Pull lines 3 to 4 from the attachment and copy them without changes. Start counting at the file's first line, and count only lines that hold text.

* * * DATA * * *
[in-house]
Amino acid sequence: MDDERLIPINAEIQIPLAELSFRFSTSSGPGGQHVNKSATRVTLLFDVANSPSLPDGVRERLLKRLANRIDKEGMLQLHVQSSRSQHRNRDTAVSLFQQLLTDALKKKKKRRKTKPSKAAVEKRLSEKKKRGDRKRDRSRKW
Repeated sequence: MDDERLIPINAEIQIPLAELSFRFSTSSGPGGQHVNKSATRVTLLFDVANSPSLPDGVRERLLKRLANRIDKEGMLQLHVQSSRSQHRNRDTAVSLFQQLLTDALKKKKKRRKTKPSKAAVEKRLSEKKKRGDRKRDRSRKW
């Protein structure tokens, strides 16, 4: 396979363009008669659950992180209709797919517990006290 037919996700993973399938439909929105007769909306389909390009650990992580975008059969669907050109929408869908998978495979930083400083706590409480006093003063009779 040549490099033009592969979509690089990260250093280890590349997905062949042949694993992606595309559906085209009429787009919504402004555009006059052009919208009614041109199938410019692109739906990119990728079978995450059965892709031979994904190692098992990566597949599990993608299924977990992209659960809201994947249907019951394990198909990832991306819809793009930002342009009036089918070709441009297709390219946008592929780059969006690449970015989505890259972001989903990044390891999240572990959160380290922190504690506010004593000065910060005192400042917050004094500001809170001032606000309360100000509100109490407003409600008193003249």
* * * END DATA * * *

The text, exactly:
Repeated sequence: MDDERLIPINAEIQIPLAELSFRFSTSSGPGGQHVNKSATRVTLLFDVANSPSLPDGVRERLLKRLANRIDKEGMLQLHVQSSRSQHRNRDTAVSLFQQLLTDALKKKKKRRKTKPSKAAVEKRLSEKKKRGDRKRDRSRKW
């Protein structure tokens, strides 16, 4: 396979363009008669659950992180209709797919517990006290 037919996700993973399938439909929105007769909306389909390009650990992580975008059969669907050109929408869908998978495979930083400083706590409480006093003063009779 040549490099033009592969979509690089990260250093280890590349997905062949042949694993992606595309559906085209009429787009919504402004555009006059052009919208009614041109199938410019692109739906990119990728079978995450059965892709031979994904190692098992990566597949599990993608299924977990992209659960809201994947249907019951394990198909990832991306819809793009930002342009009036089918070709441009297709390219946008592929780059969006690449970015989505890259972001989903990044390891999240572990959160380290922190504690506010004593000065910060005192400042917050004094500001809170001032606000309360100000509100109490407003409600008193003249």